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Fireworks season starts Thursday

ALLISON MILES

By ALLISON MILES
June 23, 2010 at 1:23 a.m.

Harold Bellanger and Diana Kruciak stock up Alamo Fireworks before opening day. Fireworks season begins Thursday.

A string of red, white and blue flags fluttered in the wind Wednesday, ushering passersby toward the wooden Alamo Fireworks stand that sat along U.S. Highway 87 N.

But the stand wasn't open just yet.

Texas' summer fireworks season opens Thursday, giving Crossroads residents a chance to stock up on sparklers, poppers, firecrackers and more. The season runs through midnight July 4.

The Alamo stand should be open for business Thursday evening, said Brenda Carlile, the stand's manager. She planned to receive her product shipment Thursday or Friday.

"This is our 12th year doing this, so we pretty much know what to do," she explained. "But it's pretty crazy."

The days leading up to the opening are always busy, filled with unpacking boxes and stocking shelves, said John Svoboda, who runs the Alamo Mega Store off Beck Road. Throughout the season, however, things don't really pick up until the last day or so.

"That's when we'll see our rush," he said. "Usually before that, even though we'll get some people who come in, it's pretty slow."

Victoria County has no burn ban or aerial firework ban in effect this year, said Ron Pray, the Victoria County fire marshal. The area has received adequate moisture.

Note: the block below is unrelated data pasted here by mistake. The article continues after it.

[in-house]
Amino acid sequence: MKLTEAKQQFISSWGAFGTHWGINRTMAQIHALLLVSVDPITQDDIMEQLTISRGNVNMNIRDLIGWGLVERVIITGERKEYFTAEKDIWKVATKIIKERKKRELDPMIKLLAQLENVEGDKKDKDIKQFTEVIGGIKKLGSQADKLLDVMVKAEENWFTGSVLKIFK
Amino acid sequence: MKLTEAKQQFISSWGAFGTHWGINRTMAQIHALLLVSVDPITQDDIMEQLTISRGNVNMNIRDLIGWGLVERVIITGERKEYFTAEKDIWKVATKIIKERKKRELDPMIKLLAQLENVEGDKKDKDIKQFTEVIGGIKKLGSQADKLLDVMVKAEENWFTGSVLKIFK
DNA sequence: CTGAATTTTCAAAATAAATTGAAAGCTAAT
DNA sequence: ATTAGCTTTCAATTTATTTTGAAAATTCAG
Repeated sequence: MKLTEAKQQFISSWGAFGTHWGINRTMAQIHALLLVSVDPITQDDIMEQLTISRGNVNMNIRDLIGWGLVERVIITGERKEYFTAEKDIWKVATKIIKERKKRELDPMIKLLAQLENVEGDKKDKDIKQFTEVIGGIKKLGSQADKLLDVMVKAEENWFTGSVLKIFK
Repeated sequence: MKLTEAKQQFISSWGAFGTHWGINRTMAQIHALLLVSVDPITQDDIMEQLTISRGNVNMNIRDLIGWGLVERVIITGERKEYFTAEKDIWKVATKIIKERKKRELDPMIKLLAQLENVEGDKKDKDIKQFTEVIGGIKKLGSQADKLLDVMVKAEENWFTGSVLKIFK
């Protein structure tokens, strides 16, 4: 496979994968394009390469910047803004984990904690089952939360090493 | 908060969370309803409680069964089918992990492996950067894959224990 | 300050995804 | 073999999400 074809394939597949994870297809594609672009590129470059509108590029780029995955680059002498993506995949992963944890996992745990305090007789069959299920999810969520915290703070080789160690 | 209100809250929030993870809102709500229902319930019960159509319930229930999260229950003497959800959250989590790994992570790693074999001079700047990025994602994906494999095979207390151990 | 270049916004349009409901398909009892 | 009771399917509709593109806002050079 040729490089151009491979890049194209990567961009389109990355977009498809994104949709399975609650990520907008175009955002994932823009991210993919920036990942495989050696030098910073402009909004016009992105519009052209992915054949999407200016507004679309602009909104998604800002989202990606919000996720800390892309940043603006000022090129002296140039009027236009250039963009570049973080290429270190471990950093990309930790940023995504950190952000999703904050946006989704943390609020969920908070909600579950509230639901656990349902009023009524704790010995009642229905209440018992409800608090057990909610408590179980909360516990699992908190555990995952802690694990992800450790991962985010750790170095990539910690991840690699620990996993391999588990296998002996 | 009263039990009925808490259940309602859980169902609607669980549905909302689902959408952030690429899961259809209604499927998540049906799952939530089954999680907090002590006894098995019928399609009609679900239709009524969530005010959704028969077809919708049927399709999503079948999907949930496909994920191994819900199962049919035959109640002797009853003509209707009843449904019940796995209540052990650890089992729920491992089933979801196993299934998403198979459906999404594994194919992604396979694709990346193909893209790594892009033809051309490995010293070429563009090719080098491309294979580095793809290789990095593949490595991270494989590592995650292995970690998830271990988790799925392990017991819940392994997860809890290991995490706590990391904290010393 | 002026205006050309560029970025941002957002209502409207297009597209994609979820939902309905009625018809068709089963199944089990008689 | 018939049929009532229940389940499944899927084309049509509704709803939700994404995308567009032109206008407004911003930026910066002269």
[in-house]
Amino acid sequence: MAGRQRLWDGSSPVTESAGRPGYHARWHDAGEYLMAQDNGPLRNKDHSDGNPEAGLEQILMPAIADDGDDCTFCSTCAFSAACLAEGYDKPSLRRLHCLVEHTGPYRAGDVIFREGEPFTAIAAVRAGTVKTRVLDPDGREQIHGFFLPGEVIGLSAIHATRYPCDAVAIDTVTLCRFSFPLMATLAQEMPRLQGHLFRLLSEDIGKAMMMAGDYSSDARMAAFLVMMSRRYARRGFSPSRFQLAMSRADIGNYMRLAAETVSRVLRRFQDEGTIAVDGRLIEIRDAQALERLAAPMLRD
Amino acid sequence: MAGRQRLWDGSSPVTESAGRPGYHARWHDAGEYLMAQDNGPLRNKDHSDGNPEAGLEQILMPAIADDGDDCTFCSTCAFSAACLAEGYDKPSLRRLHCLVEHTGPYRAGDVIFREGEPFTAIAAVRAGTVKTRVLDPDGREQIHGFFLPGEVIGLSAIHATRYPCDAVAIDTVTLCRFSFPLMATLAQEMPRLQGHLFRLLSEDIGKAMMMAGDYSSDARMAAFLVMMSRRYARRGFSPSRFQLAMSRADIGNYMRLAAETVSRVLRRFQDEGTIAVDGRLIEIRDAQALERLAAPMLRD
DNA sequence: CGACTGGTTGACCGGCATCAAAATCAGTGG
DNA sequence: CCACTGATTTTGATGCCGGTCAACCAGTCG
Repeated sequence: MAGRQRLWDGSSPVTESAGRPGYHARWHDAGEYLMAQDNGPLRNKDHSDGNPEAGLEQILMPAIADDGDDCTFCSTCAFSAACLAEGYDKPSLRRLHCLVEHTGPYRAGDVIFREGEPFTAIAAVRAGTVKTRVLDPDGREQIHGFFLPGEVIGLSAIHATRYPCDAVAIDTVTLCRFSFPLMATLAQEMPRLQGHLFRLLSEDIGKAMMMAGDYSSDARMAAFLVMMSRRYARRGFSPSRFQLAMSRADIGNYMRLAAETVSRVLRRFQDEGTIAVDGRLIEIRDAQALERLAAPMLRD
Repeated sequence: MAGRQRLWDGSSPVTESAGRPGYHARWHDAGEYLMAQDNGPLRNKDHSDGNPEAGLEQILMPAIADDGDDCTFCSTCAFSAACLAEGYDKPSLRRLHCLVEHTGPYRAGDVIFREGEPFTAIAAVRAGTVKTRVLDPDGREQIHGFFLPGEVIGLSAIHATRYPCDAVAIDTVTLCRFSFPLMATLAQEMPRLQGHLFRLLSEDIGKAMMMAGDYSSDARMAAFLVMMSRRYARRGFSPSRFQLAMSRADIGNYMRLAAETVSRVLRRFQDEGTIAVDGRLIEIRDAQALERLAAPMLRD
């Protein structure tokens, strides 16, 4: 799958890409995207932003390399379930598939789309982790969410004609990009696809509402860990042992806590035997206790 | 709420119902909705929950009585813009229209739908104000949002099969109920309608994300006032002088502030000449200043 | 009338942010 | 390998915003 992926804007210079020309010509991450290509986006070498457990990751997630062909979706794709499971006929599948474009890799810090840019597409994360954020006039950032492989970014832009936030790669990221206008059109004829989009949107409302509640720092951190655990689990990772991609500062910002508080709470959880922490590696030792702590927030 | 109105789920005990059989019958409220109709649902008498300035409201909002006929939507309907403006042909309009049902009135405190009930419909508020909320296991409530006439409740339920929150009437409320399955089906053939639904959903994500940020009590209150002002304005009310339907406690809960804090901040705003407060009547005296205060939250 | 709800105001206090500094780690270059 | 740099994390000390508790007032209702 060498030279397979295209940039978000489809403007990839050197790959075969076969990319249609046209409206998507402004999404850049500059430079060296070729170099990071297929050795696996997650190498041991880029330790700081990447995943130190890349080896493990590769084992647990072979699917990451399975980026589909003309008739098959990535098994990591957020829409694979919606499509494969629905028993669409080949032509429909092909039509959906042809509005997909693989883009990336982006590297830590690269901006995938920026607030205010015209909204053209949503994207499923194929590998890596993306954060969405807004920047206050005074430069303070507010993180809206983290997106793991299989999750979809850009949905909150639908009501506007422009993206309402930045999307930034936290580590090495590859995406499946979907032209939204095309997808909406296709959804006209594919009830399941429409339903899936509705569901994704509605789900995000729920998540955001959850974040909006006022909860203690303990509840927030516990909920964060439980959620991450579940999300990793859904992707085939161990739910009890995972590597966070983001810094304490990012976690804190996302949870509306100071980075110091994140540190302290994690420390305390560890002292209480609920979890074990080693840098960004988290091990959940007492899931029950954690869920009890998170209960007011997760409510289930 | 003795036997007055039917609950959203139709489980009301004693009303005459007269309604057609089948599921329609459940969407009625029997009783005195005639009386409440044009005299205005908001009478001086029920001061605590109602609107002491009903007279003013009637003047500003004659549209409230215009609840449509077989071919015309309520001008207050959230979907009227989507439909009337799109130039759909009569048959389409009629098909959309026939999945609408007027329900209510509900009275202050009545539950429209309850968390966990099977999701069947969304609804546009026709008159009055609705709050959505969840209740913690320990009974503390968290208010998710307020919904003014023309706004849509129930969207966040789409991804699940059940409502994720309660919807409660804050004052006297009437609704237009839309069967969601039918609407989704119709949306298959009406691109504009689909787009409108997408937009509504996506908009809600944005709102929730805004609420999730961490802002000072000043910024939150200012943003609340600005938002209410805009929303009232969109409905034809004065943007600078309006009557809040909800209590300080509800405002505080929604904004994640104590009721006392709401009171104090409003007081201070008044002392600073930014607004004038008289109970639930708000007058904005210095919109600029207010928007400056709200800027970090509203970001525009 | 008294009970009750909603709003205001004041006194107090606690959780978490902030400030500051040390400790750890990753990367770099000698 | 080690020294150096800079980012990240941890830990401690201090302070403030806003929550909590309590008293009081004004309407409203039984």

There are certain safety and legal issues people should pay attention to as the season progresses, however.

Fireworks are not allowed within city limits, he said, and can only be set off in unincorporated areas within the county.

Sparklers are included in the list of items illegal within Victoria city limits, said John Bradley, the city fire marshal. People caught disobeying the ordinance can face two citations, one for possession and another if they're actually caught using the pyrotechnics, he said. When combined, they carry a $350 fine.

Those who do shoot off fireworks in legal areas should follow safety instructions printed on labels, always keep them away from children and observe other safety practices, Pray said.

"We just want everyone to be safe and have a good time," he said.

It isn't just consumers who are held to standards during fireworks season.

Stand operators must also follow guidelines, such as having a working fire extinguisher on hand, an adequate exit and the like. And it's part of Pray's job to visit the stands and make sure they comply.

"Most people know the laws," he said, explaining that, if he does find a violation, it's usually minor.

As for Carlile, she said she's ready to kick-start her season. It's fun, she said, and it's actually the last time she'll find herself running the stand.

Next year, she'll pass it off to her daughter.

"It will be her first year doing it without me present," Carlile said. "But she's ready. She's been doing it for a long time."

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